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Re: Reevaluating mortgage payoff strategy

Post by bradpevans » Thu Jul 19, 2018 6:42 am

At 2.625%, I would not pay it off, I would invest those dollars you might use to pay it off. Getting your money in the market sooner is one of the best things you can do.

At the point where you can *pay it off* then I might do that. Paying it down doesn't help your cash flow and it locks your money up until you sell.

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Re: Reevaluating mortgage payoff strategy

Post by Tamarind » Thu Jul 19, 2018 7:09 am

It depends on what else you would do with the dollars you can no longer get into tax-advantaged accounts due to change #3.

If this were me I'd probably add them to a taxable retirement account and not pay extra on the mortgage. But you certainly could pay it down. You can also do some of both.

It doesn't sound like you're considering it, but just in case: under no circumstances should you pass up any tax-advantaged space you have access to in order to pay down the mortgage.

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Re: Reevaluating mortgage payoff strategy

Post by alrick » Thu Jul 19, 2018 7:14 am

I am in a like position, but retired. Have a 2.75%, 15 year fixed mortgage on condo valued at $525,000 with $175,000 balance. I am considering a four year plan to pay off. Keep paying $1775 per month and making $25,000 annual payments on principal each of next four years. This still leaves substantial cash assets to redeploy to take advantage of any significant down market, which I would not have if I paid off the loan all at once. I usually take a balanced approach to these things.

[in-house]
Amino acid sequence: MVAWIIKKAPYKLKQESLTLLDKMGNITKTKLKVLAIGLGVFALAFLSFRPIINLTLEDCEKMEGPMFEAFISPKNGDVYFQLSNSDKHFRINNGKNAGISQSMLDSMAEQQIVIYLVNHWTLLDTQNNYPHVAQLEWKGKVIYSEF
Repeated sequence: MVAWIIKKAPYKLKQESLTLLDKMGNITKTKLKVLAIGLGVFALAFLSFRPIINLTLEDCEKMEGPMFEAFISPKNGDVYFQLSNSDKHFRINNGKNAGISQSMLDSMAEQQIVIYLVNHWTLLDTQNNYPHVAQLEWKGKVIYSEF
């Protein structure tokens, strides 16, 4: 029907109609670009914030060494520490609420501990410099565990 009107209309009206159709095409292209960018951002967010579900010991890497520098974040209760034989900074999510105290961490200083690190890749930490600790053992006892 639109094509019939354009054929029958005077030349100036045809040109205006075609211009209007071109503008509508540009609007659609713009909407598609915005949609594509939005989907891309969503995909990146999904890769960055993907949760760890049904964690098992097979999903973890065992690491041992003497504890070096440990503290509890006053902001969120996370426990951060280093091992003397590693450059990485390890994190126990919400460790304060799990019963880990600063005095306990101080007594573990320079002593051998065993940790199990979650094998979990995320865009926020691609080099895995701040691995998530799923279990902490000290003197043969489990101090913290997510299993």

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Re: Reevaluating mortgage payoff strategy

Post by JoeRetire » Thu Jul 19, 2018 7:31 am

JDDS wrote:
Thu Jul 19, 2018 1:09 am
1 perhaps obviously, how aggressive should I be paying off the mortgage?
Paying off a 2.625% loan should only be done if you have no place else to invest your money. If you have maxed everything else out and are completely on track to meet your longterm goals, and have no need for additional liquidity, then pay off the mortgage. Otherwise, enjoy that fact of holding a mortgage well below the current rates that will only feel better with time.
2 perhaps more interesting to me: I have a preference for some amount of #1 above the minimum, but what criteria should I use to reevaluate #1 in the future? For example, my marginal rate is 28.95%, so if I could get a CD paying more than 2.625%/(1-28.95%) = 3.6945% I would come out ahead, to avoid hastle I'd pry tell myself to look for a 4% CD (in the short term that seems unlikely). Should I instead be looking at some mix of stocks/bonds?